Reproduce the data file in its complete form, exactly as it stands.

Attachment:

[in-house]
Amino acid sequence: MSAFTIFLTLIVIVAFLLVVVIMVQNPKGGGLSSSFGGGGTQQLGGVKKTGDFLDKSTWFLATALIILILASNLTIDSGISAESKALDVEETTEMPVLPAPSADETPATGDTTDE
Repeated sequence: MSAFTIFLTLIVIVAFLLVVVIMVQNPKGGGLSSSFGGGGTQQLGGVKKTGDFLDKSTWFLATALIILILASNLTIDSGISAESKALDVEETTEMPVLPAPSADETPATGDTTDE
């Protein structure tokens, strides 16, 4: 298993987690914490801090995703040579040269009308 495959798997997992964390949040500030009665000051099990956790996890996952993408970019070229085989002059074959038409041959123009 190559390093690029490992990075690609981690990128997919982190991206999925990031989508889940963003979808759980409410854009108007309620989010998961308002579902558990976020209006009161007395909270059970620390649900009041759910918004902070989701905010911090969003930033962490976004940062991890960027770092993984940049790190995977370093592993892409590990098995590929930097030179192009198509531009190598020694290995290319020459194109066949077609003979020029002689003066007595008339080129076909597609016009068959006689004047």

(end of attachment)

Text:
[in-house]
Amino acid sequence: MSAFTIFLTLIVIVAFLLVVVIMVQNPKGGGLSSSFGGGGTQQLGGVKKTGDFLDKSTWFLATALIILILASNLTIDSGISAESKALDVEETTEMPVLPAPSADETPATGDTTDE
Repeated sequence: MSAFTIFLTLIVIVAFLLVVVIMVQNPKGGGLSSSFGGGGTQQLGGVKKTGDFLDKSTWFLATALIILILASNLTIDSGISAESKALDVEETTEMPVLPAPSADETPATGDTTDE
């Protein structure tokens, strides 16, 4: 298993987690914490801090995703040579040269009308 495959798997997992964390949040500030009665000051099990956790996890996952993408970019070229085989002059074959038409041959123009 190559390093690029490992990075690609981690990128997919982190991206999925990031989508889940963003979808759980409410854009108007309620989010998961308002579902558990976020209006009161007395909270059970620390649900009041759910918004902070989701905010911090969003930033962490976004940062991890960027770092993984940049790190995977370093592993892409590990098995590929930097030179192009198509531009190598020694290995290319020459194109066949077609003979020029002689003066007595008339080129076909597609016009068959006689004047």